She said when a person swallows contaminated water, they could have diarrhea that lasts up to three weeks, and since it’s mostly young people who swallow pool water, parents need to teach their children about water safety.
“As the parent of a 2-year-old, I know exactly how hard that is (to keep kids from drinking swim water), so it’s really important. If we’re good about doing it at the lake where there is no chlorine in the water, we need to be just as good about reminding our little ones not to swallow the water in the pool,” Hlavsa said.
WSB-TV investigated the measures some pool workers in the Atlanta metro area are taking to make sure they have a healthy swimming season.
“We make sure before the pools open every morning the water is tested,” said Marvin Billups, the interim director of Parks and Recreation for DeKalb County. “We make sure that the pH is right, and from that point on, we’re ready to go.”
Billups said his crew has been busy getting pools prepared for summer swimmers and visitors to the water park. He said the department hires professionals to make sure the water is balanced and clean.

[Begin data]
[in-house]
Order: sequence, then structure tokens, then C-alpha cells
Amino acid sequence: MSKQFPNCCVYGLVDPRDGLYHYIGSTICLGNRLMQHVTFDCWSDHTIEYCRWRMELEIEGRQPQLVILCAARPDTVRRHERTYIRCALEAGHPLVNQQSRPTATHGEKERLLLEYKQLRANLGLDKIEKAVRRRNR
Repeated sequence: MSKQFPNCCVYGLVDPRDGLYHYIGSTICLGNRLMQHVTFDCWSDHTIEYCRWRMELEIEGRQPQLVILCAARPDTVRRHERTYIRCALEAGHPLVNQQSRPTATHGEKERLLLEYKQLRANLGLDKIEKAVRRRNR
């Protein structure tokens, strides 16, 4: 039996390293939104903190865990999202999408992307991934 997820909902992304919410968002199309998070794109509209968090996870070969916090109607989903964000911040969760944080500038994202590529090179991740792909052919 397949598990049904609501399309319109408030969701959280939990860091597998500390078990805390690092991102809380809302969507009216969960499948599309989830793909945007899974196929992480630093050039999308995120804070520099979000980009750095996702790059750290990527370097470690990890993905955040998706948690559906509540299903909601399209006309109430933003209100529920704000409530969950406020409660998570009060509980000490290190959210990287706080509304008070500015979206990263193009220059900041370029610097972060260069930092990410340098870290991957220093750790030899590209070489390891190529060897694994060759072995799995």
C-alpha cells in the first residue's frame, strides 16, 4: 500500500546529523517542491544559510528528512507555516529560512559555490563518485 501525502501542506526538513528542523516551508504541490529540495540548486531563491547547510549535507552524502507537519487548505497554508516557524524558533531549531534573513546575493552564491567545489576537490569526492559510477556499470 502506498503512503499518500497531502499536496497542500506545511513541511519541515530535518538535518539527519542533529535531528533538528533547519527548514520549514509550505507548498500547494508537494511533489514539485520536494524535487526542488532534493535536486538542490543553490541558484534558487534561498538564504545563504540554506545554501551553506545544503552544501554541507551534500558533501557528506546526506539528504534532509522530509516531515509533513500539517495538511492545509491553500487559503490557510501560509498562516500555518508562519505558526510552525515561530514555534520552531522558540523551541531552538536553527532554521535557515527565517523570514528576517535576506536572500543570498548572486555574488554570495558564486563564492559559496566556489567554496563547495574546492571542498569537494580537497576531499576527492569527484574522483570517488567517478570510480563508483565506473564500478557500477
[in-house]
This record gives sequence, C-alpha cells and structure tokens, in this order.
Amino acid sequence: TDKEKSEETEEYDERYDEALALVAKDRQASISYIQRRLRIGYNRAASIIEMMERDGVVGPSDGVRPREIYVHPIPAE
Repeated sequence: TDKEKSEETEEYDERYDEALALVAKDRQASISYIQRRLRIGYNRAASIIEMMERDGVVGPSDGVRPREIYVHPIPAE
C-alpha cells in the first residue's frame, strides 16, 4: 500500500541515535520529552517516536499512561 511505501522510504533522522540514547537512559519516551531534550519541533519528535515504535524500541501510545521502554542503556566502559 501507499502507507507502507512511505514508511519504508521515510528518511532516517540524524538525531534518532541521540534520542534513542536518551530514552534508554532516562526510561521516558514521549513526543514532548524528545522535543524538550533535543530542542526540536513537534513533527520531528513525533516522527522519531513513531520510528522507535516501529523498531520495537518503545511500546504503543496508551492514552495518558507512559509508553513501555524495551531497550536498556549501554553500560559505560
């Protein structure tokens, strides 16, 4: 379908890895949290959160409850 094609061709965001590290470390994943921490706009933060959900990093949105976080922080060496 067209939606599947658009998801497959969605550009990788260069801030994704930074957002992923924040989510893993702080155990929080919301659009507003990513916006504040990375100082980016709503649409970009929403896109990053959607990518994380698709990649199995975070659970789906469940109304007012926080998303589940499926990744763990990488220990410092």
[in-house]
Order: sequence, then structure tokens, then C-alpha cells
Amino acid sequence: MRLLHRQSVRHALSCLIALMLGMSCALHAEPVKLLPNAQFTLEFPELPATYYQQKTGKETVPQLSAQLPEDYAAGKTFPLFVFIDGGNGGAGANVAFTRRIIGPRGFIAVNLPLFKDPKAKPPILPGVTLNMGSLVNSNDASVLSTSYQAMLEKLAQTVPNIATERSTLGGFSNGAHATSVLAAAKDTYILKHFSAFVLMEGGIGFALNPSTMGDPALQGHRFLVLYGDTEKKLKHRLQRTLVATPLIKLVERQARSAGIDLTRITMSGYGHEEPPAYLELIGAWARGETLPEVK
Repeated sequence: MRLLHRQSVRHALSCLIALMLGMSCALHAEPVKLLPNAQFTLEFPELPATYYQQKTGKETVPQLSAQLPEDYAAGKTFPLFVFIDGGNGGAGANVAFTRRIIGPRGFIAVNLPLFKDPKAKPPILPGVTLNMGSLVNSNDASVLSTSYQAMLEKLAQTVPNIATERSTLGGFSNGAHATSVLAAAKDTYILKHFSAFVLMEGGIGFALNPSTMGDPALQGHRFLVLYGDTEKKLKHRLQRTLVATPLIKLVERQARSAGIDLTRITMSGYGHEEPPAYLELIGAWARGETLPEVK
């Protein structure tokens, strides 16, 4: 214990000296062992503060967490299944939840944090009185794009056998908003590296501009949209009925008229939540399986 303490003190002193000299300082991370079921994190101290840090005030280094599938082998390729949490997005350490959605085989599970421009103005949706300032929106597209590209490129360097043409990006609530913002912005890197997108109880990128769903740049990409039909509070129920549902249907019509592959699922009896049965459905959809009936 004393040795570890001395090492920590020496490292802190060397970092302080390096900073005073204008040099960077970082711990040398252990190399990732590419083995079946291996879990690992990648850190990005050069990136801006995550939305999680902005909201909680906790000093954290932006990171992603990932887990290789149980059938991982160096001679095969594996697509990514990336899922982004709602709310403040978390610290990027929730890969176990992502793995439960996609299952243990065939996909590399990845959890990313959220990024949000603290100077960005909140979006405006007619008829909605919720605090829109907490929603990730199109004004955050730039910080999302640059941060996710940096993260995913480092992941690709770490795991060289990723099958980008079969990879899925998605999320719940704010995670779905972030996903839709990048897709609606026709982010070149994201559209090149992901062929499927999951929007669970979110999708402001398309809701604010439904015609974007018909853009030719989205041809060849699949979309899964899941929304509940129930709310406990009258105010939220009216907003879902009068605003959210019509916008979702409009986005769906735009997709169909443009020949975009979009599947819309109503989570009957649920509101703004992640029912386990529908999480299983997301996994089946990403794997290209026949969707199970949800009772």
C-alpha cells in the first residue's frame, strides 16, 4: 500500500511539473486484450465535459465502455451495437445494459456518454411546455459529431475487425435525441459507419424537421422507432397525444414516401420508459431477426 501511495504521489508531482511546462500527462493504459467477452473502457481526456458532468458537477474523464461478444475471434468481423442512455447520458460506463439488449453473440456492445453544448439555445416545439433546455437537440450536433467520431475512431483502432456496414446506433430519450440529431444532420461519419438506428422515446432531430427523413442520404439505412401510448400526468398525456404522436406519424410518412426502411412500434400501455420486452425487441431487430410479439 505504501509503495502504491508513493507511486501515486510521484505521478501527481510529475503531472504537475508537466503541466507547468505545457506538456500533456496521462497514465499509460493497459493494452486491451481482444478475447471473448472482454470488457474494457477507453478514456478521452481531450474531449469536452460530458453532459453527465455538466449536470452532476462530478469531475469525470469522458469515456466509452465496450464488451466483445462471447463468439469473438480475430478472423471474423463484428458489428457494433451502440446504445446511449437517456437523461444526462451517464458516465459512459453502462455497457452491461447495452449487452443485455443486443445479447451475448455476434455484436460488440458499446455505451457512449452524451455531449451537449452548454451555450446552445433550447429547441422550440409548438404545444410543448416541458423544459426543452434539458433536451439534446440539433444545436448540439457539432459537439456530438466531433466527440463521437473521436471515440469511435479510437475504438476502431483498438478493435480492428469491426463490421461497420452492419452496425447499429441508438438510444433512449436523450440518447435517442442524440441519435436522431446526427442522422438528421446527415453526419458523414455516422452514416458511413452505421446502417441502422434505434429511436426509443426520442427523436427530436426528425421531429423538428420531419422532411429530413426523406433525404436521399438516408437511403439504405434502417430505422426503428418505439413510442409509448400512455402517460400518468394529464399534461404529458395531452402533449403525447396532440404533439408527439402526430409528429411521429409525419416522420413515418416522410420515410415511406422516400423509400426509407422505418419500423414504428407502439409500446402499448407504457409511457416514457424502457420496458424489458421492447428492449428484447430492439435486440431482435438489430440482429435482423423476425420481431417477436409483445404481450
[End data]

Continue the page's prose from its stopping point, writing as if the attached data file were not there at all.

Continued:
“We hire contractors to handle that, and that’s for the chemical composition of the water, and that’s for the lifeguarding of all the kids and adults we have in that area," Billups said.
The CDC hopes parents will take heed before there are any problems in the water.
“So, really, this is just a reminder to everyone (that) we have to be smarter about how we swim, and swim healthy, not swim with diarrhea and not swallow the water we swim in," Hlavsa said.
The CDC also recommends that parents make sure young people shower before they get into the water. It also said if you take young children to the pool, make sure you take them to the bathroom frequently as a precaution.